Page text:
Thursday, the celebrations begin. Thanksgiving kicks off a holiday season that for most Americans is filled with gatherings of family and friends, office parties and other activities. Along with the good comes the bad – stress, fatigue and even weight gain can accompany this joyful time of year.
According to a recent Weight Watchers report, the average American gains from 7 to 10 pounds between Thanksgiving and the new year. Experts say the weight gain is a result of both an increase in social activities encompassing food and a more hectic schedule.
Williamson Medical Center registered dietitian Lori Black says we tend to eat more calorie-dense foods during the holidays and planning is the key to surviving the season with our waistline intact.
“We know we have certain holiday traditions – grandma is always going to make your favorite pie,” she says. “It is easier to say no or eat a smaller slice of pie if we anticipate the situation.”
Black says in addition to eating more sweet foods, we eat fewer fruits and vegetables during the winter months and should make a conscious effort to include those in our diets.
“Eating fruits and vegetables or eating a small salad before attending an event can curb your appetite and help you eat less,” Black says.
Modifying traditional recipes is another way to cut calories. Black says cooks can cut the oil and sugar in most dishes by one third without changing the taste of the end product. If a recipe calls for a cup of oil, use only two-thirds of a cup. Applesauce also may be substituted in equal portions for liquid oil in many recipes. In addition, Black suggests changing family traditions to take the focus off food. Families can play games or begin going for walks in the afternoon.
Much of the danger in gaining the extra 7 to 10 pounds is that often it is not lost in the new year.
“People have good intentions, but they set expectations too high when they start an exercise program and set themselves up for failure,” Black says. “People should look at simple behaviors they can change like ordering smaller coffee drinks in the morning.”
She adds “diet” is a negative word, but the connotation can change by simply rearranging the letters. “Diet” becomes “edit,” signifying people can edit some of their behaviors to make a positive change.
Art Williams, D.O., family practice physician, says Americans often try to do too much over the holidays and instead should keep expectations reasonable.
“Parents may spend a lot of money on gifts for children, only to see them ignored after a couple of months,” he says. “Parents want to see their children happy, sometimes leading to overspending and causing financial stress.”
Williams says the holidays also are a time of reflection for many people, but sometimes memories of happiness can inadvertently cause sadness.
“We tend to think about what we were doing last year and five years ago at the same time,” he says. “If there has been divorce or death in the family, times can be tough. We should look toward the future to create new memories, instead of focusing on the past.”
Holiday celebrations are sometimes accompanied by alcohol, and while it is a source of extra calories, it also is a depressant, Williams says. Black adds that consuming alcohol often leads to overeating as well.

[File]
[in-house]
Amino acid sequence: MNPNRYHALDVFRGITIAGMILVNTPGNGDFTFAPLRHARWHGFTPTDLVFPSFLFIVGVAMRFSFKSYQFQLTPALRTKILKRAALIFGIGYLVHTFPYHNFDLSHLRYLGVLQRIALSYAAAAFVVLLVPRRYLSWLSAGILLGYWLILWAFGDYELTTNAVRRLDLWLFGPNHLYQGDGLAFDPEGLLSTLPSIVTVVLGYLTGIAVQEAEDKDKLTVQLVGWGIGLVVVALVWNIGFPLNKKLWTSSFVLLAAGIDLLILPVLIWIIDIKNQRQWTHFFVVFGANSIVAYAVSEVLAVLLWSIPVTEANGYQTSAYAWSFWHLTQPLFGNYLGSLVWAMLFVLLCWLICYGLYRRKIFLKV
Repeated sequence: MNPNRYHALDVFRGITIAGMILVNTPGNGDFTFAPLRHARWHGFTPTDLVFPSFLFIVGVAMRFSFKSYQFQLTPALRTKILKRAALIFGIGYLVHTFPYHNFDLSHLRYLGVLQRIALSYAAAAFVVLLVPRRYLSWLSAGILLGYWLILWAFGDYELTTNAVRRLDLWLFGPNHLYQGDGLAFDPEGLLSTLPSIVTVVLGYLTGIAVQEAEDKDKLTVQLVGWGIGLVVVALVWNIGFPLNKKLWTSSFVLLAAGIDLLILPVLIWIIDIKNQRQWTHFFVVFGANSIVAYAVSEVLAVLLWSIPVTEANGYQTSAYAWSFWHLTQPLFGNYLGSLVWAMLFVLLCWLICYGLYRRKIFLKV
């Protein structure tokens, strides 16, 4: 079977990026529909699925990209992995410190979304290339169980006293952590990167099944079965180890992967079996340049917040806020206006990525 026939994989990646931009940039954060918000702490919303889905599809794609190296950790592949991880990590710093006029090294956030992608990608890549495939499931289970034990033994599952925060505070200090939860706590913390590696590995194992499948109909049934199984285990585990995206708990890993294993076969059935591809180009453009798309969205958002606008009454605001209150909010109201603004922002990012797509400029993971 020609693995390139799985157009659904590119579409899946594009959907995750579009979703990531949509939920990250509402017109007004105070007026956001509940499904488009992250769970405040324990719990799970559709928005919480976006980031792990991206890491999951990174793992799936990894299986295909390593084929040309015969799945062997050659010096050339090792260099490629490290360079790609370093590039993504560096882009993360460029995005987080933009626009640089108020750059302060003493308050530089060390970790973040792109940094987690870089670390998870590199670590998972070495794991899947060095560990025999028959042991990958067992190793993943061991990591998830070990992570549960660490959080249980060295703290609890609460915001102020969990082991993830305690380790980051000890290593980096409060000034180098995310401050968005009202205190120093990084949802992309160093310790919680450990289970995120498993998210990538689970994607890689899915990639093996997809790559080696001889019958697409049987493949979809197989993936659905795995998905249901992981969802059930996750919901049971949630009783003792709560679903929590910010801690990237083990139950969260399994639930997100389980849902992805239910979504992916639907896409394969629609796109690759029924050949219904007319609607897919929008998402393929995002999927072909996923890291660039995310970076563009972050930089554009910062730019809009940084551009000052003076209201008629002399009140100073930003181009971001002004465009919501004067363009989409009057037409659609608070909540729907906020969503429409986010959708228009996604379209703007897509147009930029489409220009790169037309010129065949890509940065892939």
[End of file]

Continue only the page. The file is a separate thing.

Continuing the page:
In addition to the added stress and calories, this time of year is not as conducive to exercise because of cooler temperatures and shorter days. Black suggests working out at home to DVDs or asking for new walking shoes to get excited about exercising. About 30 minutes of daily exercise has proved to relieve symptoms of both stress and depression in addition to burning calories.
“We can enjoy all of the activities of the holiday season, continue to be healthy and feel good about ourselves at the beginning of the new year,” Black says. “All it takes is a little planning and willpower.”
Holiday eating tips
• Ask if you can bring a dish to a meal or party. Then you will be sure to have something that fits your meal plan.
• Don’t go to a dinner or party hungry. Have a small, healthy snack before you go.
• Remember portions count. Taste everything that looks too good to pass up, but take only a taste, not a serving.
• Go through the buffet line only once and wait until you sit down to begin eating. Believe it or not, it is easier to overeat standing than sitting.
• Position yourself far from the buffet table and try to keep food out of your line of vision.
• Eat slowly. Talk with friends as you eat. Make the food last. It takes 20 minutes for your brain to get the signal you are full.
• To help avoid weight gain, increase your activity.
• Give and request healthy holiday gifts such as walking shoes, exercise tapes or books to inspire you.
• Choose holiday favorites that are naturally low in fat, such as turkey, ham, sweet potatoes, green beans, fruit, etc.
• Don’t spend the holidays alone. Thanksgiving to Christmas can be a very sad time for some, particularly if they have lost a loved one. Negative emotions such as sadness or depression may lead to overeating or not eating at all. If you don’t have friends or relatives who live close by, invite a neighbor to spend the holidays with you or adopt a nursing home resident or shut-in to spend time with. You will help yourself and somebody else, too.